When I went through my Lean training it was very eye opening to go from focusing on details and tools to  talking about bigger concepts and ideas. We often see people who claim to be too busy to make an improvement, even if they know it will make things better. How many people have walked into a grocery store convinced they don’t need a cart, then halfway through realize their error and instead of stopping and getting a cart just push through because they don’t want to “waste” time going back? By the time they fumble their way to the register with a half frozen arm and having picked up the same item five times, they acknowledge how much time and energy they actually wasted. What I learned at LCI is that Lean is not just about fixing a problem the next time, but instead having the courage to pull that Andon cord anytime in any task and implement an improvement right then. It’s about taking the ownership of all problems and applying the resources to allow it to be improved.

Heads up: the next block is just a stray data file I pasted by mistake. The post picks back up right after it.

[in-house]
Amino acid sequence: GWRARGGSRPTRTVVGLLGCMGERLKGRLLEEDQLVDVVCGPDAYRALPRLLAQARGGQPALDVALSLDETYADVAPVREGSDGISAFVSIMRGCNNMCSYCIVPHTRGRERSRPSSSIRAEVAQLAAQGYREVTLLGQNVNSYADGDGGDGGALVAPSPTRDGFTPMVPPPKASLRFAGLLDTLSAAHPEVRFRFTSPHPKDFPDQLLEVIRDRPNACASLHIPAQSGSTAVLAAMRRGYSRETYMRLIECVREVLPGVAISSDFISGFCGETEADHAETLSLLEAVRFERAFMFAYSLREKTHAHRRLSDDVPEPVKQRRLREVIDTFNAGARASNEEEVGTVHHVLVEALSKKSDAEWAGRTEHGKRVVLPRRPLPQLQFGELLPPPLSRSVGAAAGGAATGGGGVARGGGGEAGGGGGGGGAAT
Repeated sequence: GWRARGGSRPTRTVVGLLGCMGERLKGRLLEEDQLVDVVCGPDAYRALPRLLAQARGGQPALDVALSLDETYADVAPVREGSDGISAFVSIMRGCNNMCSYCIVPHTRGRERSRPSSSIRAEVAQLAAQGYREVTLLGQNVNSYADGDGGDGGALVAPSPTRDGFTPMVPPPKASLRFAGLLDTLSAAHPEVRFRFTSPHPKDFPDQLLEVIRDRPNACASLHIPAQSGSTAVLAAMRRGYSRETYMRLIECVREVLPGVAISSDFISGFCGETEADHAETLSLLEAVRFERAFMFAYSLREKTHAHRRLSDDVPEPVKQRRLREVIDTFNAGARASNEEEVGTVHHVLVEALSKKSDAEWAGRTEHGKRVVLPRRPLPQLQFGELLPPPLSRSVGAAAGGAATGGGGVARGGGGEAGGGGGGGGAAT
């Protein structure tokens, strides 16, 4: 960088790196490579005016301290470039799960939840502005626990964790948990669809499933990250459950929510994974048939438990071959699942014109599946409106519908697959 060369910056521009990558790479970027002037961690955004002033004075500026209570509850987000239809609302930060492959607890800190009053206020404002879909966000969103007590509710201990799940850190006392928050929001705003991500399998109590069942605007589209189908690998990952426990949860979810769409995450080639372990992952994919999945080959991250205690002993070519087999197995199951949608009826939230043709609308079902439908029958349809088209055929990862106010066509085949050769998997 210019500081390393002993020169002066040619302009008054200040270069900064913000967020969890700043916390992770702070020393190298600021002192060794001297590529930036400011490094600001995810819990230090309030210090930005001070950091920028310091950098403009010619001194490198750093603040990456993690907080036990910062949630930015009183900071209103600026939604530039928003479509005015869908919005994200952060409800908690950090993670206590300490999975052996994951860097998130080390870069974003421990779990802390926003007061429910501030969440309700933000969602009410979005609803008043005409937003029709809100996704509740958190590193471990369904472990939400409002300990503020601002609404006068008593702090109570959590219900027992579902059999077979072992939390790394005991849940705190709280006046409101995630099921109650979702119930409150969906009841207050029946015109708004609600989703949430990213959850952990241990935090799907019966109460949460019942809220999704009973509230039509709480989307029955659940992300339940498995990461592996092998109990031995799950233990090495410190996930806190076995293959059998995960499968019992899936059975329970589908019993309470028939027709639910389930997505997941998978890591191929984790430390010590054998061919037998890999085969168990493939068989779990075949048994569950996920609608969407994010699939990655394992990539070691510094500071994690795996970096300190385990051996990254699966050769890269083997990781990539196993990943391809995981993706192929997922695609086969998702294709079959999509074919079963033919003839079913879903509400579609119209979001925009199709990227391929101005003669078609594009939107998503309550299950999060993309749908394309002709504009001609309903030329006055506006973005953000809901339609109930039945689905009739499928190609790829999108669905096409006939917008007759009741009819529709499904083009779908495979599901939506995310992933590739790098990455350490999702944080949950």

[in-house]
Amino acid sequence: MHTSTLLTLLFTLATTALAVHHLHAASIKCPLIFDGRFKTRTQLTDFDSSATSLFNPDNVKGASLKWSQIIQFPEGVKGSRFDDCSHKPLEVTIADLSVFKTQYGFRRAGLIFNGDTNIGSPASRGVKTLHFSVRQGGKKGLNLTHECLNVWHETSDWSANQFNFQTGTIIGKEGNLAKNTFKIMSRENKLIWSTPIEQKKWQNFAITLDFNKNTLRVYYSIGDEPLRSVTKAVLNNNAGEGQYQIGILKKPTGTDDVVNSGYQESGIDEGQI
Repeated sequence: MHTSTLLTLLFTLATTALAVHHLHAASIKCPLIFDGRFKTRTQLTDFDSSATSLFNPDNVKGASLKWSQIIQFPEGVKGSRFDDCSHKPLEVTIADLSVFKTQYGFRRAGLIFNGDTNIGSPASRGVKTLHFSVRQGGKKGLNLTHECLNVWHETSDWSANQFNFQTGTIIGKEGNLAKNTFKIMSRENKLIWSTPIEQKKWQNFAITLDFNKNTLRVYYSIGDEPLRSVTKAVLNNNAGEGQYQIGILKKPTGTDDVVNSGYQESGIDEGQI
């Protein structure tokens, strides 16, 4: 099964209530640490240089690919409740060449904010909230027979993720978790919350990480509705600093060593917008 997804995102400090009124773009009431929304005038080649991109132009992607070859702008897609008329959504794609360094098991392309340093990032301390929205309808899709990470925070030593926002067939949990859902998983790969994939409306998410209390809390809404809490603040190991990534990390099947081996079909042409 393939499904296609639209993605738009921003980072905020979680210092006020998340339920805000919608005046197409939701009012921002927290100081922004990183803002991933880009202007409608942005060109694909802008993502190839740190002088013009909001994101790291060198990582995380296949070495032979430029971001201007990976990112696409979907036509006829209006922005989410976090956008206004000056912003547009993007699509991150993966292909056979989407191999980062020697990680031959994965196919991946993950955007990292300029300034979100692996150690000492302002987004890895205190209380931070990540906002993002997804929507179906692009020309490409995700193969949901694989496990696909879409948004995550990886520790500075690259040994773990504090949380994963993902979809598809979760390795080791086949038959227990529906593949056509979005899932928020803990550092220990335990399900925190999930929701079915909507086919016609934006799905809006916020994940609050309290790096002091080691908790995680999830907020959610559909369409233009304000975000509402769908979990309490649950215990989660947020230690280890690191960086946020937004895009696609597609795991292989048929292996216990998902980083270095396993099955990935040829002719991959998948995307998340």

Lean is a mindset change. It sounds simple, but unfortunately it is often easier to teach people how to do something than it is to change the way they think. From what I learned at LCI Congress, it seemed like this was a huge reason why maintenance of a Lean culture seems to fizzle out or only exist within a specific project.

Getting Buy-In is the Most Important Step

“Why can’t I get buy in from trade partners?"

"How do I implement Lean in my company?"

"These project owners just don’t understand!"

"We started off good but no one cares now…” 

In my short time at the LCI Congress I heard probably a couple dozen stories of people and projects that had these same obstacles in trying to implement Lean. Struggles of a company trying to be committed but their own field management refused or sabotaged the effort. Contractors who are hired for their Lean experience, but thwarted by an owner who runs the job in a traditional way, keeps the designers isolated, and doesn’t trust anyone.